Sunday, February 6, 2011

The Illusionist

THE ILLUSIONIST is a tale audiences have seen before, where the older, simpler ways are constantly being tested against the newer, flashier world. In this case THE ILLUSIONIST, directed by Sylvain Chomet, the master behind The Triplets of Belleville, follows a year in the life of a magician struggling to get by in the world. We had the great opportunity to see this with a Q&A with the producer Fiona Hall and animator Justin Hall last evening at the Angelika Plano hosted by's Mark Walters. The Q&A was really helpful in giving a better insight into the movie.

Javi: The big draw here is the visual style, and the bravery of having a hand-animated silent movie in this day and age. Thankfully, visuals add up, and you  constantly marvel at the detail of the backgrounds and the mannerisms of the characters as they progress through the story. We find the protagonist magician going through the motions of his act, during one of them, he gets hired by a kindly (and perpetually drunk) bar owner of a small island town. The bar owner asks the magician to come perform, and during his stay there, he amazes a young girl, Alice, who ends up running away with him.

It's at this point where a lot of the movie brings its charm full on showing us a goofy rockabilly band, an eclectic group of struggling performers, and a beautiful depiction of the town of Edinburgh. The story becomes a series of humorous sequences with the magician trying to stay afloat as he constantly tries to keep Alice believing in magic.

I would say that I would recommend this movie as a storytelling and technical marvel. There will never be a shortage of hand animated projects, but the amount of motion pictures is going the way of the magician in the story. This movie has the heart of Pixar with the old school style of Disney. The biggest drawback would be the lack of dialogue, which is off putting towards some people. Not only that, but the ending is not the most family friendly.  If anything, the movie seems to target more towards adults that appreciate animation than children. Either way, it's a great movie that should be seen. It has no chance at all to get the Oscar for Best Animated Feature, but it's a worthy entry nevertheless.

Jonesy: I'm a complete sucker for hand drawn animation.  In post Toy Story era, it's difficult for a studio to release an animated movie that isn't CGI.  However, as Fiona and Justin pointed out during their Q&A, Disney was able to generate some success with The Princess and the Frog last year, thus opening the door for The Illusionist. Hand drawn animation is a dying art that doesn't get enough recognition.  The amount of time and talent it takes to create a movie like this is unbelievable.  Justin Hall brought up an interesting point that all CGI animators begin their career in traditional hand drawn animation.  So, with all that talent out there, why aren't more studios making the move back towards traditional animation? Just a thought...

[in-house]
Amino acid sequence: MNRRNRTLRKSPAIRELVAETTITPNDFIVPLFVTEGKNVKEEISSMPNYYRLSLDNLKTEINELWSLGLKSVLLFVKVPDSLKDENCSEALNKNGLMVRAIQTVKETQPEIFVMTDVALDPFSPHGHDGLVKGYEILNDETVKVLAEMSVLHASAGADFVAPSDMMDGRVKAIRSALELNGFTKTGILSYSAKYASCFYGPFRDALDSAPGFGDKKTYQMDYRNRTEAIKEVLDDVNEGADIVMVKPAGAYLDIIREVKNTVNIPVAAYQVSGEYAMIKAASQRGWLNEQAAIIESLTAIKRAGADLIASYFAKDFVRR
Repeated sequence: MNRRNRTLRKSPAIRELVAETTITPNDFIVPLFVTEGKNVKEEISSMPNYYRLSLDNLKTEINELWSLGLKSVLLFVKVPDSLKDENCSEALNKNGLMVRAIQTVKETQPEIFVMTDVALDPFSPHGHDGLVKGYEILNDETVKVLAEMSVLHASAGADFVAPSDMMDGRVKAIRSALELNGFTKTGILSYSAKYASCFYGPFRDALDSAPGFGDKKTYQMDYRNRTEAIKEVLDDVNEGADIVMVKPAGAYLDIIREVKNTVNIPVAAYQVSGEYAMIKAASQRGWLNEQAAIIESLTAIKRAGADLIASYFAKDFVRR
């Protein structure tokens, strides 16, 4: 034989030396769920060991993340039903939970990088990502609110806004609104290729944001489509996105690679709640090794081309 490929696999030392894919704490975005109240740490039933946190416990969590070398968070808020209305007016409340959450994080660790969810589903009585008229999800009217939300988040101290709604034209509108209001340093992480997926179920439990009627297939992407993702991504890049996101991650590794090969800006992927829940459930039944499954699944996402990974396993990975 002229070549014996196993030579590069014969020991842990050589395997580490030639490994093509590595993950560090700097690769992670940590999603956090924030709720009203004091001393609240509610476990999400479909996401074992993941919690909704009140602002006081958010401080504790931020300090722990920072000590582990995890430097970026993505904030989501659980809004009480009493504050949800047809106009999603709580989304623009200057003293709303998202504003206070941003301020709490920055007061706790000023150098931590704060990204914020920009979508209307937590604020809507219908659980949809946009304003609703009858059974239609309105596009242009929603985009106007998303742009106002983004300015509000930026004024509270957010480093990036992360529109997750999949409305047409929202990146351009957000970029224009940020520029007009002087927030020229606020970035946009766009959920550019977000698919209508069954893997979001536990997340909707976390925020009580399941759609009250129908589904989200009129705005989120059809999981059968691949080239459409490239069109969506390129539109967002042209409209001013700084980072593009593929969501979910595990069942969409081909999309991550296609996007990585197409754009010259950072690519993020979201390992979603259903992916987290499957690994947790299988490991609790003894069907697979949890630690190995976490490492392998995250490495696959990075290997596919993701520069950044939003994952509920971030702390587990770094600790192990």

About twenty minutes into the movie, I realized that this would be a silent film.  Initially I was worried that I wouldn't feel for the characters or emotions would get lost, but I was shocked at how engrossed I became in the story.  The story is fairly simple, as my cohort stated above, but every feeling comes through because of the breathtaking animation.  The silent film aspect is definitely a different step for a modern movie, and unfortunately isn't for everybody. 

A bulk of the story is set in Edingburgh, Scotland.  I had the privilege of visiting Edinburgh when I was in high school, and The Illusionist captures the movement, beauty, and layers of the city perfectly.  The scenery was so breathtaking, it made me want to go back even more.  One observer at the Q&A described the movie as walking through a watercolor painting, and I couldn't have said it better myself.  You get lost in the movement, colors and wonder of the world created by Sylvain Chomet. 

Even though The Illusionist doesn't stand a chance against Toy Story 3 or How to Train Your Dragon at the Oscars, the nomination will hopefully bring some attention to this gem of a movie. 

THE ILLUSIONIST is now playing at the Angelika Plano and Dallas.  Check your local listings and go see it!

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